Dennis Hilliard could have kept plenty busy during the three decades of his career focusing only on examining crime scene evidence for Rhode Island’s police departments and the state Fire Marshal’s Office.
Instead, Hilliard, now in his 24th year as director of the Rhode Island State Crime Laboratory at URI, helped found one of the University’s oldest cross-disciplinary partnerships, and its accompanying lecture series, served as president of the Northeastern Association of Forensic Scientists, and coordinated a URI study on big league baseballs that garnered national attention. He continues to run schools for law enforcement agencies each fall and spring semester. Most recently, he was named to a subcommittee of the National Institute of Standards and Technology to study and recommend changes to forensic standards for federal laboratories.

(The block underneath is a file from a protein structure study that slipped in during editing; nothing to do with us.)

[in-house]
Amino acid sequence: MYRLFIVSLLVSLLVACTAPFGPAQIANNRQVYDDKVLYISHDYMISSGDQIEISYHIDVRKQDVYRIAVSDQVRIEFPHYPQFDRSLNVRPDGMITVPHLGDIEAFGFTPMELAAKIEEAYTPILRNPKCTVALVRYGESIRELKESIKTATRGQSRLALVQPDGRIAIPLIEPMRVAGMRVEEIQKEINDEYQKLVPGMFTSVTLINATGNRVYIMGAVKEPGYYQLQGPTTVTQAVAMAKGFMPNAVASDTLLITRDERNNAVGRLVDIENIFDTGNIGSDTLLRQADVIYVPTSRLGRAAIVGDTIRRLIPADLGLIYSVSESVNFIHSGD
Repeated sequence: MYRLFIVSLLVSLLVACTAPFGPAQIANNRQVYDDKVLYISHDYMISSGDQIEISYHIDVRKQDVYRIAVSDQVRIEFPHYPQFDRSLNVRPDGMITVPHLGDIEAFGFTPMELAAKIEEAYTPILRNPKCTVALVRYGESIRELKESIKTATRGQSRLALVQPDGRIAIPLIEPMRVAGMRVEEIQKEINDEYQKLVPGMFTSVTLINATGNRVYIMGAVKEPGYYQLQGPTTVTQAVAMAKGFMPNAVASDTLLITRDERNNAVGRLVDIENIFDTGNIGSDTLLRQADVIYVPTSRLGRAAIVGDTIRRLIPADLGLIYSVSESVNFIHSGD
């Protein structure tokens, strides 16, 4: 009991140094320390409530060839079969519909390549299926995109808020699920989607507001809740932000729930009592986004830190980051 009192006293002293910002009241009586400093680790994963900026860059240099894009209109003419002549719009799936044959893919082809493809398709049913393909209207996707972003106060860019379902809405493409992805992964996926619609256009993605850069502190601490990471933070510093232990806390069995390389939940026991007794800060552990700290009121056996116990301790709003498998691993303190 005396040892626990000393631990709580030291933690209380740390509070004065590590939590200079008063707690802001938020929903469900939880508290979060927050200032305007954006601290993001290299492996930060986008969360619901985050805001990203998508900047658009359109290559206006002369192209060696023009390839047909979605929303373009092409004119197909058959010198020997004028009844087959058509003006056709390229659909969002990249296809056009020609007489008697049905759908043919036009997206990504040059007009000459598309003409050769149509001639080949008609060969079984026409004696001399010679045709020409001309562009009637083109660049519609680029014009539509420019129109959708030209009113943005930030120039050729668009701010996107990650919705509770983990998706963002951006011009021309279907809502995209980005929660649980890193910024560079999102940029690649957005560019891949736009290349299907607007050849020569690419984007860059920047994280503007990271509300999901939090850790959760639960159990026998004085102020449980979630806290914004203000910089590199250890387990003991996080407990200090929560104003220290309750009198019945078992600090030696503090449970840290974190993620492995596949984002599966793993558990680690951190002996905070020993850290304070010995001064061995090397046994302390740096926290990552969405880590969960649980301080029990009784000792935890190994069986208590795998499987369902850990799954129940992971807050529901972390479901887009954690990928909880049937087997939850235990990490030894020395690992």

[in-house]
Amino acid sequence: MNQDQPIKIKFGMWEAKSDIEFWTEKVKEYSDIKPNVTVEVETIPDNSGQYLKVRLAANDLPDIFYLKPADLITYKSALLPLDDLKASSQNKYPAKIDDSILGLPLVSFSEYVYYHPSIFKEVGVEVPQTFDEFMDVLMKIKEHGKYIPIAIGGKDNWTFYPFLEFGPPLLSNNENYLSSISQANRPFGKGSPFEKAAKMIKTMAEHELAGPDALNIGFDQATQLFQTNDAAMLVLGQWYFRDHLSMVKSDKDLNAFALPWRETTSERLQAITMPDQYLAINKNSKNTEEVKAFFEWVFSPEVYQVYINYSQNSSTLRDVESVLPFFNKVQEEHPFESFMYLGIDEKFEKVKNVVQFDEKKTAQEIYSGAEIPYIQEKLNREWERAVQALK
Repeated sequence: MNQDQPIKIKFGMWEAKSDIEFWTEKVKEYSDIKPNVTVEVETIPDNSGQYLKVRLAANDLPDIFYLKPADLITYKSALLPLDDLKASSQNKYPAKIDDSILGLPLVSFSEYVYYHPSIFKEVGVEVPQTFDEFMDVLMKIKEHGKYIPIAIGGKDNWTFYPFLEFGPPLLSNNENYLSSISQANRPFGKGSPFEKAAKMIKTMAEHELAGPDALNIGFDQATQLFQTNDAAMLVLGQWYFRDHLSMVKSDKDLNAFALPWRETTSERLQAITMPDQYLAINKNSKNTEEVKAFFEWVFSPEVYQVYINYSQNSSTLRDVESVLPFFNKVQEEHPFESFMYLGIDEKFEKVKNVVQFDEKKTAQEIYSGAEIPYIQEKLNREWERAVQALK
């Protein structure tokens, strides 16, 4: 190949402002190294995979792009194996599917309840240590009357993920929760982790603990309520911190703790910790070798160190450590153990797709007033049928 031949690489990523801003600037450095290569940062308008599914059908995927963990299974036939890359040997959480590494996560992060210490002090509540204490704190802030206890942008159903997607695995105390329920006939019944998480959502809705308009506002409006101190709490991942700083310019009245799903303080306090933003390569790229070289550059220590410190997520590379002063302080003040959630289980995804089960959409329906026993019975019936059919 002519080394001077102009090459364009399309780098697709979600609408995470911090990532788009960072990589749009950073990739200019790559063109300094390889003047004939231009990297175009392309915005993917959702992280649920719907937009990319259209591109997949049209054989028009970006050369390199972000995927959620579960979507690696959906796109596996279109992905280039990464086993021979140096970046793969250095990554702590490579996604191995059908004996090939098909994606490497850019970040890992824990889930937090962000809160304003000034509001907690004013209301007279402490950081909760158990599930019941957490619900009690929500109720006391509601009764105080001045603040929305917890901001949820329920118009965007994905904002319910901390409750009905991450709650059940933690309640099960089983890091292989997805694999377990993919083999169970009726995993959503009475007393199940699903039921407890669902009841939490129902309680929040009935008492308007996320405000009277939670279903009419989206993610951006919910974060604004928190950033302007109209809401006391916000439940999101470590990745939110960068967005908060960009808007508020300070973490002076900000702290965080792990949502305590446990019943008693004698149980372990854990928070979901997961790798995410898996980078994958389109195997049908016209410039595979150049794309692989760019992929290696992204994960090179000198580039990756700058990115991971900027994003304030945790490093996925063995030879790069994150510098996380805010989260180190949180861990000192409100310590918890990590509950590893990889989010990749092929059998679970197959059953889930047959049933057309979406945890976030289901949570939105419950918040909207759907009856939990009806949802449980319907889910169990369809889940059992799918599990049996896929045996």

And in case you think Hilliard confines his work to the Kingston campus and the law enforcement community, he also volunteers for the URI Speakers Bureau, giving more than 20 talks each year, making him the most popular lecturer around the state.
But establishing the Forensic Science Partnership with colleagues Jimmie Oxley and Everett Crisman in 1999 was probably his biggest idea, as it has led to URI being recognized internationally as a leader in forensic science research. That 15-year-old baseball study, led by Hilliard, showed the general public how partnerships in science could be more effective than academic departments operating in isolation. Researchers from URI’s textiles, chemistry, chemical engineering, electrical and computer engineering, and the crime laboratory were able to prove that baseballs from 1995 and 2000 were livelier than ones from the 1960s and 1970s. That collaboration continues today and now includes the Department of Computer Science, thanks to Hilliard’s encouragement.